DePauw Leadership Results in Unique, National Study on College Alcohol
June 28, 2002
June 28, 2002, Greencastle, Ind. - In an initiative made possible by the leadership of two DePauw University alumni, The National Center on Addiction and Substance Abuse (CASA) at Columbia University has announced the formation of a commission made up of distinguished Americans to examine the measures being taken by colleges and universities to curb substance abuse on campus and identify those that are most effective.
Funding for the first report of the commission, which will focus on college drinking, is being provided by James W. Emison, a 1952 graduate and Trustee of DePauw University and chairman of Western Petroleum Company through the Hillswood Foundation, and a collaborative partnership with DePauw University, the University of California at Irvine, Alpha Chi Omega, Alpha Gamma Delta, Alpha Tau Omega, Beta Theta Pi, Chi Omega, Delta Delta Delta, Delta Gamma, Delta Tau Delta, Delta Zeta, Gamma Phi Beta, Kappa Alpha, Kappa Alpha Theta, Kappa Delta, Kappa Kappa Gamma, Phi Gamma Delta, Phi Kappa Psi and Pi Beta Phi.
“This project represents the largest coordinated effort by fraternities and sororities to date on the subject of college drinking,” said Emison (seen at right). “The response of the Greek world has been exceptional. The fraternities and sororities want to join with colleges to be part of the solution, not just part of the problem.”
The Commission will provide a ten-year follow-up to two groundbreaking CASA reports: Rethinking Rites of Passage: Substance Abuse on America's Campuses, the first to document the explosion in binge drinking on campuses, particularly among young women, and Smoke Free Campus: A Report by the Commission on Substance Abuse at Colleges and Universities, which resulted in hundreds of college campuses going smoke-free. Recent studies show that 44 percent of college students binge drink at least biweekly and blame drinking by college students for 1,400 deaths, 500,000 injuries, 600,000 assaults and more than 70,000 sexual assaults among students. “Ten years ago, CASA's Commission shined a spotlight on this problem,” said Joseph A. Califano, Jr., CASA President and former U.S. Secretary of Health, Education and Welfare. “Today, the need is more urgent than ever to end this carnage and make our campuses safe and drug-free. This new commission will recommend practical steps colleges and universities can take to combat college drinking, smoking and drug use and its devastating consequences.”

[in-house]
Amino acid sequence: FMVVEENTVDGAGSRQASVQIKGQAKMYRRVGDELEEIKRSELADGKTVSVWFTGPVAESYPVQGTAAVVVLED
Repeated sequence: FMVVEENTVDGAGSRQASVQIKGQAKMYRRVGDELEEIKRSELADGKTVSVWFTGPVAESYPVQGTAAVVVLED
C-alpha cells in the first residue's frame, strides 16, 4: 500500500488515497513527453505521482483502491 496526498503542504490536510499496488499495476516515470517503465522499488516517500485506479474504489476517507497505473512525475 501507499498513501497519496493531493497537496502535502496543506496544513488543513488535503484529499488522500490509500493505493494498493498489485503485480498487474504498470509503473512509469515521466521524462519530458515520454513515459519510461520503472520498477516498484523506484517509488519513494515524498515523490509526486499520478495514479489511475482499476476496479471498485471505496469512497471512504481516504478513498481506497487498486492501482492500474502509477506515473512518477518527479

Califano also expressed CASA's “appreciation for the extraordinary commitment of Mr. Emison and the sororities, fraternities and others he has enlisted to support this work.” Emison was assisted by another DePauw alumnus and Trustee, Norval Stephens '51 (seen at left), chair of the Delta Tau Delta Educational Foundation, in his efforts to get fraternities and sororities to join the effort. [DOWNLOAD VIDEO: "The Problem" 443KB] [DOWNLOAD AUDIO: "The Problem" 278KB] "It's an issue on every campus, and these problems are inherited by the colleges when they admit their students," said Stephens, who says teenagers and young adults will participate in the process. [DOWNLOAD AUDIO: "DePauw Leadership" 88KB] "It has started, and it was DePauw money and DePauw leadership that got it going," he added.
Reverend Edward A. (Monk) Malloy, Notre Dame University president, will serve as chair of the commission. Other members include Harvey Fineberg, M.D., Ph.D., President, Institute of Medicine; Cheryl G. Healton, Dr.P.H., President and Chief Executive Officer, American Legacy Foundation; Louis W. Sullivan, M.D., President, Morehouse School of Medicine; The Honorable Jeff Bingamon, United States Senator; and The Honorable Nancy Kassebaum Baker, former United States Senator.
The commission will hear testimony from all participants in campus life, including teachers, students, administrators and alumni. After the report has been issued, the Commission will host a meeting of key stakeholders, including college administrators, public health officials, experts on alcohol dependence and college undergraduate organizations, including fraternities and sororities to discuss the new findings and recommendations.Back